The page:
She was questioned further about the incidents under investigation, McLean would only say, “Again, at this time, I’m not able to make any further comments.
“I have a responsibility to avoid any actions that would jeopardize the outcome of these important legal processes under way.”
As for whether additional counselling will be provided for students, parents and staff, and some parents have requested, McLean said that is to be determined.
“We’re currently preparing for the upcoming school year with... our school communities, and we’ll be working directly with our school communities to determine what additional supports will be required, and we’ll be providing those to the school.”
Regarding communication with parents in the future, McLean said they will continue to follow current protocols in place.
“We do have protocols in place, and we will continue to follow those protocols that we have in place, and work with the Department of Justice and the RCMP to ensure that all the necessary steps are taken.
“Again, we would follow our protocols and go with what’s best with the situation at hand.”
McLean said she would be willing to provide the protocols to the Star as a follow-up to her interview comments.
As the Star reported Wednesday, Annette King, the Yukon Child and Youth Advocate (YCAO) announced a systemic review of safety and supports at the school.
“The Department of Education has yet to provide a formal response to the incident,” King stated.
“This review is in accordance with the YCAO’s mandate of advocacy on systemic issues that arise during the course of individual advocacy.”
But McLean countered that the YCAO does not have the authority to conduct the review.
“Our deputy minister replied to Ms. King yesterday, and it is the view of the Government of Yukon that the Child and Youth Advocate office does not have the legal authority to conduct the kind of review that has been proposed,” McLean said.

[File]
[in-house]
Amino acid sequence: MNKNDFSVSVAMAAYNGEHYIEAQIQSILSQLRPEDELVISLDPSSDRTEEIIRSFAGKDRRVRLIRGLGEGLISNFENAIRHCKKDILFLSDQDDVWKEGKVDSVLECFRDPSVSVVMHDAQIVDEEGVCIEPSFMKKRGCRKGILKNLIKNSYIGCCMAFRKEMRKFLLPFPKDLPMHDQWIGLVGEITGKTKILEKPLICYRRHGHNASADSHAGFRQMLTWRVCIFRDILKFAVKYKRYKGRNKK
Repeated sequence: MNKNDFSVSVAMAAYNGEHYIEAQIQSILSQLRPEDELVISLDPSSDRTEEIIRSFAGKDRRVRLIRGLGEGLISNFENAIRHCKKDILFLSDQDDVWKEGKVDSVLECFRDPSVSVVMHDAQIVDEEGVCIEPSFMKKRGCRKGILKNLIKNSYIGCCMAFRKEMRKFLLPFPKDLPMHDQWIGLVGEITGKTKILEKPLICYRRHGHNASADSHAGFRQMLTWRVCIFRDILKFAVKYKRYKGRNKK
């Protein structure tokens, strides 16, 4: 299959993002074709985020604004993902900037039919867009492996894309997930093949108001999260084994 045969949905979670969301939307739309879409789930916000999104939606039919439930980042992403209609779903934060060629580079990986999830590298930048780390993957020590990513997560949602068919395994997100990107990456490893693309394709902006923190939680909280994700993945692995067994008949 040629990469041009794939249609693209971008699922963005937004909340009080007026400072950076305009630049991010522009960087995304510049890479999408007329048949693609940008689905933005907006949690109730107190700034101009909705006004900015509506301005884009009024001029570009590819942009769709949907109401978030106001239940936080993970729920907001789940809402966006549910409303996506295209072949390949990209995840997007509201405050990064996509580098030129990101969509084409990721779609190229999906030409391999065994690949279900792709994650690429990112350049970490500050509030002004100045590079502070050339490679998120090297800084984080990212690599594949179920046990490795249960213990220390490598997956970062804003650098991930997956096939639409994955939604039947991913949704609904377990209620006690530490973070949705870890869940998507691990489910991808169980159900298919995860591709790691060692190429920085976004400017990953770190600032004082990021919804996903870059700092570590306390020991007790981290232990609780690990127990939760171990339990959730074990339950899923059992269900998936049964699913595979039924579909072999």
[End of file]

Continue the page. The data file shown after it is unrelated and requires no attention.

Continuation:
“We recognize absolutely the importance of the Child and Youth Advocate office and our officials are in communication with her office and are planning to meet and discuss the situation.
“What we have proposed in the letter that was written from our deputy minister is that Section 15 review, which really gives her the statutory instrument to conduct the review at a later time, and I mean, we do have, as I said, active investigations going on, and a matter before the courts, and so under a Section 15 agreement, the department would work with the Child and Youth Advocate to determine terms of reference and parameters for a review.
“This was done recently with the attendance review, so that is how you would deem the statutory instrument to be able to do the type of review that Ms. King would like to do, and so we are prepared to work with her towards that.”
Asked how long a delay for a review to take place would be, McLean replied, “I think it depends on how the current investigations are going. So we will continue to determine.
“But we will invite Ms. King to be part of the conversations as we plan for the upcoming year, with all schools, but particularly with the school that is in question.”
As for the main basis for the lack of authority of the YCAO at this time, McLean reiterated, “It’s within the act. We’ve clearly stated that to her.
“To gain the authority to do such a review, we would need to work with her, to determine again, under Section 15, the parameters of such a review.
“So we’re prepared to work with Ms. King going forward on this.”